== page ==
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- View Offline
- Photoshop CS5 workspace improvements
- Content-Aware Fill
- Complex selections
- Bristle Brushes and the new Mixer Brush
- Adobe Camera Raw 6
- CS Review online commenting
- Adobe Repoussé
- Working with 3D
Skill Level Intermediate
CS review is a really cool new online service that will allow you to simplify and completely speed up your design reviews. So, you will no longer have to send a large email attachment or load your Photoshop files on a FTP server and then hope that your co-workers or clients will have access to Photoshop to actually be able to view them. Or it won't be necessary to down sample that image and send it as a jpeg or other things like that. What you can do now is create shared reviews right from within Photoshop, also Illustrator InDesign, to show your artwork to co-workers or clients. These will then be able to view your work from within their web browser. So no other application, just their web browser.
And they will also be able to review the work and comment directly on the work. This is how it works. The first thing you have to do is enter your adobe ID credentials. I've already done that, so I can access a CS review panel directly. You will find it right here under window, extensions, CS review. The panel opens, the system locks in with my credential. It remembers them. And then, it tells me that I have no reviews going on, and that I have not been invited to any reviews to participate in.
So, let's create a new review here, by clicking this button down here. So, CS Review will ask me how to call that review, and we will call it Photoshop. I can add the active document to the review and basically this is what I want to do. I want to show my client how I was able to cut out that model from a black background and put it on a new background and then click okay. So, Photoshop will now ask me how I want to upload this and, one thing you should know, is that we're not actually sending the whole Photoshop file for the review. it's not going to be a layered file.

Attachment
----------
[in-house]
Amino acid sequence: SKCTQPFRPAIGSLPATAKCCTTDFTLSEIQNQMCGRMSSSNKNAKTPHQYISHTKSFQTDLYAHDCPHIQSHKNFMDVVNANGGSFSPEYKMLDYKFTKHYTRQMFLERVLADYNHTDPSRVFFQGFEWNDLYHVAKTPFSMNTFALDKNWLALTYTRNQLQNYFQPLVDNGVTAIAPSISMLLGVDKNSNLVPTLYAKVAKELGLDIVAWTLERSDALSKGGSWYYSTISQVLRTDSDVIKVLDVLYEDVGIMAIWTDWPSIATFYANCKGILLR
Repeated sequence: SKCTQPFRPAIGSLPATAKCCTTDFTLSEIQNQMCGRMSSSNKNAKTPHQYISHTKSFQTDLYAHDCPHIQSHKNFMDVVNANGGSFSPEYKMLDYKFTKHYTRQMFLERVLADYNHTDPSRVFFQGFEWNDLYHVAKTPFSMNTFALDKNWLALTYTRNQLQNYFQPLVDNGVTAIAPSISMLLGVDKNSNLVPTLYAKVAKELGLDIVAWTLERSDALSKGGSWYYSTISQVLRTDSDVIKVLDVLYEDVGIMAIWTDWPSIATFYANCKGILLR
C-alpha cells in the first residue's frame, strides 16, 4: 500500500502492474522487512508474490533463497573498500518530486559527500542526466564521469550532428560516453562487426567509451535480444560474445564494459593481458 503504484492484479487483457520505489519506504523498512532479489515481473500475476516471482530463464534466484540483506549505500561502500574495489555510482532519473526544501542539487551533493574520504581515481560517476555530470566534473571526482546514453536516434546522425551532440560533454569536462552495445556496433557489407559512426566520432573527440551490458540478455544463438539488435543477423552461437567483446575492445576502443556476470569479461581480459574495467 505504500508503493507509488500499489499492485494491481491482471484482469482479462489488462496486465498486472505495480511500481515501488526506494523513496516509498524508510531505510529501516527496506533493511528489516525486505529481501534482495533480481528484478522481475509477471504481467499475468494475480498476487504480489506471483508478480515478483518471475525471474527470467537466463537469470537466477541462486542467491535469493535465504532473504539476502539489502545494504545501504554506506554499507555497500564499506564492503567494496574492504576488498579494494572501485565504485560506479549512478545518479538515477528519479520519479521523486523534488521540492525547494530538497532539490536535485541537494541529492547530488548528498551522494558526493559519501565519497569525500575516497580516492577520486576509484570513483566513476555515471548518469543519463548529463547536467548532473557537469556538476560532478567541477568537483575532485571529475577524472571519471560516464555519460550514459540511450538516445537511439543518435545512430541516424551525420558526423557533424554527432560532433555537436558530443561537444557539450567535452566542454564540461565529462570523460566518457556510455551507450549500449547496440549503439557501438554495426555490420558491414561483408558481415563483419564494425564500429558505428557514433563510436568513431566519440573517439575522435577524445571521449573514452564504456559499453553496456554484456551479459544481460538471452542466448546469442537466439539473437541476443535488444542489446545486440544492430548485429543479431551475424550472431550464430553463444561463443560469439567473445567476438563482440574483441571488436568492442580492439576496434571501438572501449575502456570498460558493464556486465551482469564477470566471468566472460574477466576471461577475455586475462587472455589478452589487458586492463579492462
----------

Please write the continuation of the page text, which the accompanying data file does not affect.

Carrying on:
What we're sending is a snap shot of that file, that will then be published on the CS review servers. And there of course, I can choose from various types of qualities, low, if I'm not too worried about the details in that picture, medium, or high. In this case, I just want my client to check how I did the work, therefore medium would be just fine, and then I can also ask the system to view the content online after I've uploaded it, but you'll find out that as you go on using CS review you will use that check box less and less because you will understand the system you will add files to specific reviews and share them. With specific users.
So, let's click on here, and view online after upload complete, and upload the file. So, CS review is now creating the parts, taking the snap shot, uploading the parts, and creating the review on the server. The browser is now opening, and logging into Acrobat.com. My CS review is loading, and you can see, this is the name I gave it, Photoshop. And, the image is loading as well, with the name it had originally inside of Photoshop.